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Naming the Money - catalogue

Catalogue relating to an exhibition, 2004
Published by: Hatton Gallery
Year published: 2004
Number of pages: 39
ISBN: 0-7017-0166-8

image of Naming the Money - catalogue

Naming the Money was a substantial exhibition by Lubaina Himid, held at the Hatton Gallery, Newcastle upon Tyne, 17 January - 13 March 2004. It consisted of 100 life size figures, each representing the largely un-named captured Africans who, whilst in effect slaves, were used as servile adornment by wealthy families in Britain and other parts of Europe, during the many years of the slave slave. The exhibition came with this hard cover catalogue, A5 portrait in size, prolifically illustrated, and with substantial supporting texts in the form of correspondence from Himid to the curator, brief summaries of the names and identities that Himid assigned to her 100 figures, and an essay by Lucy Whetstone, Curator, Hatton Gallery.

The flyer for the exhibition carried, on its reverse, a particularly useful introduction to the exhibition, written by Himid herself. “When I began this project I was convinced that it was about money. It has certainly cost a great deal of money to make. It’s true that Naming the Money is about how the moneyed classes all over Europe have spent their loot, flaunted their power and wealth by using Africans as slaves. The installation shows how this was disguised and glamourised; they looked like servants or were dressed in the clothes of courtiers, they often provided the entertainment just by looking different and were at their most useful as the greatest conspicuous display of wealth imaginable.

I also thought this installation was about re iterating (sic) the facts and highlighting the immense contribution that Africans have made to the economic foundation of Europe.”

Catalogue contents as follows:

Page of ten small vignettes (referred to as ‘paperworks’)

First of three letters to Lucy Whetstone, ’Written on a train from London to Preston’

Second page of ten small vignettes (referred to as ‘paperworks’)

Second of three letters to Lucy Whetstone, ’Written on a train from London to Liverpool’

Two-page montage of rectangular images of the installation figures, plus related imagery

Third of three letters to Lucy Whetstone, ’Written on a train from Preston to London’

Twenty pages of the names and summaries of Himid’s 100 figures, ten per page, alternating with page size single colour illustrations of ten of the 100 people.

[One summary read,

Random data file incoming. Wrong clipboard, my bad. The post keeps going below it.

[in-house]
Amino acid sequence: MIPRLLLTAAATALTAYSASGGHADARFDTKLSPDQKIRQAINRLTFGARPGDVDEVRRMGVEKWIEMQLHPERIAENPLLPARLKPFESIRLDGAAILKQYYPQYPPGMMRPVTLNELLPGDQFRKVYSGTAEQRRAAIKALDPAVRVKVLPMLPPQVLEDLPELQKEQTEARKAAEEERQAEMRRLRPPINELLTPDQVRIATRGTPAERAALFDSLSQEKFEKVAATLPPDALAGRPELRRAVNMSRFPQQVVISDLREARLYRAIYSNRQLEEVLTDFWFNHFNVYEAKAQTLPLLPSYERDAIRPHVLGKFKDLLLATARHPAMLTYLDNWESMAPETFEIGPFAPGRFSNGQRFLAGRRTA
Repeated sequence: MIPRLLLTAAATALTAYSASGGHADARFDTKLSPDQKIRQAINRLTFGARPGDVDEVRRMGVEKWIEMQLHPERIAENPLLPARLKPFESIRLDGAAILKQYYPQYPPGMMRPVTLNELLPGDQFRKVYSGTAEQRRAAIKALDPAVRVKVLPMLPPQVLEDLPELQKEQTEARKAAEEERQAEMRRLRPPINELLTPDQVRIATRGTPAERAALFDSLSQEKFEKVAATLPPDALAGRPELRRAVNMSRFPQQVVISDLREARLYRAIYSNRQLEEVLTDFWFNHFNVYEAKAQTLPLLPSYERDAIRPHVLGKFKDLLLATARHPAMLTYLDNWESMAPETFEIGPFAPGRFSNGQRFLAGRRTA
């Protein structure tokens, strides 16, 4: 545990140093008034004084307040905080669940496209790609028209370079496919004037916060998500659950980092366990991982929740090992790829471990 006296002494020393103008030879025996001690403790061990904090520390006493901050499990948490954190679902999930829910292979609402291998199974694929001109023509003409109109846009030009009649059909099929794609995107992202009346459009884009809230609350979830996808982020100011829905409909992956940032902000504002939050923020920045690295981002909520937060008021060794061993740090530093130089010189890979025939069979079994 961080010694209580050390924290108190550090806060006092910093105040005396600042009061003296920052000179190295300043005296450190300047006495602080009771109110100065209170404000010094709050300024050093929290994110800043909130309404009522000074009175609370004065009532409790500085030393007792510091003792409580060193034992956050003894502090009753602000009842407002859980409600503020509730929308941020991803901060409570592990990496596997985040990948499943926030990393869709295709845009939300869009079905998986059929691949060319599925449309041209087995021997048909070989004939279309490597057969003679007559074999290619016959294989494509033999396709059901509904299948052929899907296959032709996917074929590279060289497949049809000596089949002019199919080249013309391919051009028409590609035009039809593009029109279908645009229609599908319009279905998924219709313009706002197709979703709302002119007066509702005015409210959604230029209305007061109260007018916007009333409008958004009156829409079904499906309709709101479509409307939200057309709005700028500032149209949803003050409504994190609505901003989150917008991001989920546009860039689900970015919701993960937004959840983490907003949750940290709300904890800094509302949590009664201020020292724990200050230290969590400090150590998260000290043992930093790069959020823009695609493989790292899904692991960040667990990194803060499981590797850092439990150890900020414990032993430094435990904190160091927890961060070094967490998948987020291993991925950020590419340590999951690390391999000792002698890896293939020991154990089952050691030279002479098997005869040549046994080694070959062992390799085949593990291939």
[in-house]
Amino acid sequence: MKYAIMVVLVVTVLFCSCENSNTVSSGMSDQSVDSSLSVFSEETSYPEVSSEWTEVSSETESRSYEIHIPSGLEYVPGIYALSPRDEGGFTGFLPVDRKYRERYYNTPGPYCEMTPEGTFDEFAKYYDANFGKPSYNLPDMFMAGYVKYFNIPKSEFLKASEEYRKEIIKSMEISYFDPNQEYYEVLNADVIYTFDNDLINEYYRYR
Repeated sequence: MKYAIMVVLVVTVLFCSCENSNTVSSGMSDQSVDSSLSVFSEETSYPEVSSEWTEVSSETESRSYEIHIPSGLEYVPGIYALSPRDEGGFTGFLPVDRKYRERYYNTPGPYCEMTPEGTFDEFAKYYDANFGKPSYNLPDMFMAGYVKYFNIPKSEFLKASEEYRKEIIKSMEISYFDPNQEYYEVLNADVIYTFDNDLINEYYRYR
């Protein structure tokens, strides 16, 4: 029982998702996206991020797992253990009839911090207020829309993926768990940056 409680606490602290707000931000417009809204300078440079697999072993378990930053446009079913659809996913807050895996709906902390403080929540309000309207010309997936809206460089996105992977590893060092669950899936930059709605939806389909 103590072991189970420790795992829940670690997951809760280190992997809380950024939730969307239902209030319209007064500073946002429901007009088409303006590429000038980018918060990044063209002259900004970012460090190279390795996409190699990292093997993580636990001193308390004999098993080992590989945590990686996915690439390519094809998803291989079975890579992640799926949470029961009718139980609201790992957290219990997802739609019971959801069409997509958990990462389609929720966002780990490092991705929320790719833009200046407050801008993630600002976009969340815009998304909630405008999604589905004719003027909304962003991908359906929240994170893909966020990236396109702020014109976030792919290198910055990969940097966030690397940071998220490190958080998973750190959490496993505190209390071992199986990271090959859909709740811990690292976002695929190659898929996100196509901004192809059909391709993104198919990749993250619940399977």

“My name is Olusade
They call me Jenny
I used to cure diseases
Now I make the tea
But I am never ill”

One illustration was captioned, ‘My name is Nilla They call me Jenny’]

Essay by Whetstone, ‘Putting a name to the face’, illustrated with small reproductions of historical works depicting Black people in Western painting. Within the text, Whetstone states that, “The people in Naming the Money are in contrast to so many of the black people who populate western painting. The black characters that traditionally appear in so many history paintings, allegorical scenes, stories from the Bible and portraits, are for the most part, nameless. Their role is almost subsidiary. Like Lubaina Himid’s Dancing Master or Dog Trainer, they most frequently appear as servants, the anonymous suporting act to the principle player - the white master.”

Two pages of ‘Balance Sheets’ by the artist, relating to four of her subjects, the Dog Trainer (Addan), the Herbalist (Olusade), the Drummer (Essian), and the Ceramicist (Wiweru).

Two page Lubaina Himid CV


Addendum on the last page of the catalogue - a double-sided page of diary-like recollections, from the artist’s childhood through to then then recent time period of 2003. This page has been glued into the catalogue.

Note: The catalogue has two inserts, photocopies of local press coverage of Himid’s exhibition. The first, ‘Cultured efforts will pay dividends’, from the Evening Chronicle, Monday 12 January 2004, page 2, and another report, from ‘Weekend Times’, of 2 January 2004, ‘History painter’s big challenge’. Page number unknown. Both of these press pieces carried sizeable pictures. The Evening Chronicle piece featured a portrait of then Arts Minister Estelle Morris looking at Himid’s exhibition. The other press report featured a detail of a group of three drummers, part of Himid’s Naming the Money. The caption read, “POST COLONIAL STANDPOINT: some of Lubaina Himid’s figures which will raise questions of identity at the Hatton Gallery, Newcastle”



Related people

»  Lubaina Himid MBE, CBE

Born, 1954 in Zanzibar, Tanzania

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